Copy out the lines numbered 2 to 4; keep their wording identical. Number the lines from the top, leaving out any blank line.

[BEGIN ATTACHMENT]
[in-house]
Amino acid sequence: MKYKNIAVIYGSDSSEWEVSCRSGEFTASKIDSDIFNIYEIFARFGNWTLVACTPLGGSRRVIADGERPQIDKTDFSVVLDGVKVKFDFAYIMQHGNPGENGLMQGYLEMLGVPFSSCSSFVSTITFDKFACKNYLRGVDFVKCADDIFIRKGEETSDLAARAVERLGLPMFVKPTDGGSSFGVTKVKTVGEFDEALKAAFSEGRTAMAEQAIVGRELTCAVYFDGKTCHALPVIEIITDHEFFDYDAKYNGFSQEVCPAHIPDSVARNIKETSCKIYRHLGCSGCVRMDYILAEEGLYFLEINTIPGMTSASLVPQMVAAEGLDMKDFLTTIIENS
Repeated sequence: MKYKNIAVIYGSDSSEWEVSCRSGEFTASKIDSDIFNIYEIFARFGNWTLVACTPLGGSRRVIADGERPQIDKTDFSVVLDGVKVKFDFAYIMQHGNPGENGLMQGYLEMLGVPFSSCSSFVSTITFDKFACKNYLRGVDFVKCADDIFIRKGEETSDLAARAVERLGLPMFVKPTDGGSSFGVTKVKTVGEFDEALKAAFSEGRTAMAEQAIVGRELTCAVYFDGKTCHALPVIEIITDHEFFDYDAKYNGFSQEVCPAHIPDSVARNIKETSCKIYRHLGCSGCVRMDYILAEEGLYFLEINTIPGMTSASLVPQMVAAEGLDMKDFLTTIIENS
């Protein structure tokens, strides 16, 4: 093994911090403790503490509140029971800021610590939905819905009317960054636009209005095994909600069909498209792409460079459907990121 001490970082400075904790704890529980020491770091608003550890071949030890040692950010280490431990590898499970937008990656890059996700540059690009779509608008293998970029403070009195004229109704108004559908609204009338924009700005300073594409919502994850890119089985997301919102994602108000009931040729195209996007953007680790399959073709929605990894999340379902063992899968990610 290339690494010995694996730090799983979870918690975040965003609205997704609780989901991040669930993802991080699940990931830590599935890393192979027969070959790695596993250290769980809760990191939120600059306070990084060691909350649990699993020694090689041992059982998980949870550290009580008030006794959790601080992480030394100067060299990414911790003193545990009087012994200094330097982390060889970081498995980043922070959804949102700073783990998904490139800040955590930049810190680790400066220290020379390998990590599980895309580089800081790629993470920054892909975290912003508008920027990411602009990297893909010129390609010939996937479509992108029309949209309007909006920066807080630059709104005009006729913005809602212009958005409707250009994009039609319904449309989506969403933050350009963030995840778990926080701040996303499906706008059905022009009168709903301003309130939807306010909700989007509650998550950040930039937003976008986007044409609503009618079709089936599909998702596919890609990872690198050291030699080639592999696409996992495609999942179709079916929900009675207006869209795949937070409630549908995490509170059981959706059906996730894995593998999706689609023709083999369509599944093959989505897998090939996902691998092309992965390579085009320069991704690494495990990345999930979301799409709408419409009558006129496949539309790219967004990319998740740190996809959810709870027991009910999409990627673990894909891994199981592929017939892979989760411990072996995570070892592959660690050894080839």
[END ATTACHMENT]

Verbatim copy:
Amino acid sequence: MKYKNIAVIYGSDSSEWEVSCRSGEFTASKIDSDIFNIYEIFARFGNWTLVACTPLGGSRRVIADGERPQIDKTDFSVVLDGVKVKFDFAYIMQHGNPGENGLMQGYLEMLGVPFSSCSSFVSTITFDKFACKNYLRGVDFVKCADDIFIRKGEETSDLAARAVERLGLPMFVKPTDGGSSFGVTKVKTVGEFDEALKAAFSEGRTAMAEQAIVGRELTCAVYFDGKTCHALPVIEIITDHEFFDYDAKYNGFSQEVCPAHIPDSVARNIKETSCKIYRHLGCSGCVRMDYILAEEGLYFLEINTIPGMTSASLVPQMVAAEGLDMKDFLTTIIENS
Repeated sequence: MKYKNIAVIYGSDSSEWEVSCRSGEFTASKIDSDIFNIYEIFARFGNWTLVACTPLGGSRRVIADGERPQIDKTDFSVVLDGVKVKFDFAYIMQHGNPGENGLMQGYLEMLGVPFSSCSSFVSTITFDKFACKNYLRGVDFVKCADDIFIRKGEETSDLAARAVERLGLPMFVKPTDGGSSFGVTKVKTVGEFDEALKAAFSEGRTAMAEQAIVGRELTCAVYFDGKTCHALPVIEIITDHEFFDYDAKYNGFSQEVCPAHIPDSVARNIKETSCKIYRHLGCSGCVRMDYILAEEGLYFLEINTIPGMTSASLVPQMVAAEGLDMKDFLTTIIENS
């Protein structure tokens, strides 16, 4: 093994911090403790503490509140029971800021610590939905819905009317960054636009209005095994909600069909498209792409460079459907990121 001490970082400075904790704890529980020491770091608003550890071949030890040692950010280490431990590898499970937008990656890059996700540059690009779509608008293998970029403070009195004229109704108004559908609204009338924009700005300073594409919502994850890119089985997301919102994602108000009931040729195209996007953007680790399959073709929605990894999340379902063992899968990610 290339690494010995694996730090799983979870918690975040965003609205997704609780989901991040669930993802991080699940990931830590599935890393192979027969070959790695596993250290769980809760990191939120600059306070990084060691909350649990699993020694090689041992059982998980949870550290009580008030006794959790601080992480030394100067060299990414911790003193545990009087012994200094330097982390060889970081498995980043922070959804949102700073783990998904490139800040955590930049810190680790400066220290020379390998990590599980895309580089800081790629993470920054892909975290912003508008920027990411602009990297893909010129390609010939996937479509992108029309949209309007909006920066807080630059709104005009006729913005809602212009958005409707250009994009039609319904449309989506969403933050350009963030995840778990926080701040996303499906706008059905022009009168709903301003309130939807306010909700989007509650998550950040930039937003976008986007044409609503009618079709089936599909998702596919890609990872690198050291030699080639592999696409996992495609999942179709079916929900009675207006869209795949937070409630549908995490509170059981959706059906996730894995593998999706689609023709083999369509599944093959989505897998090939996902691998092309992965390579085009320069991704690494495990990345999930979301799409709408419409009558006129496949539309790219967004990319998740740190996809959810709870027991009910999409990627673990894909891994199981592929017939892979989760411990072996995570070892592959660690050894080839």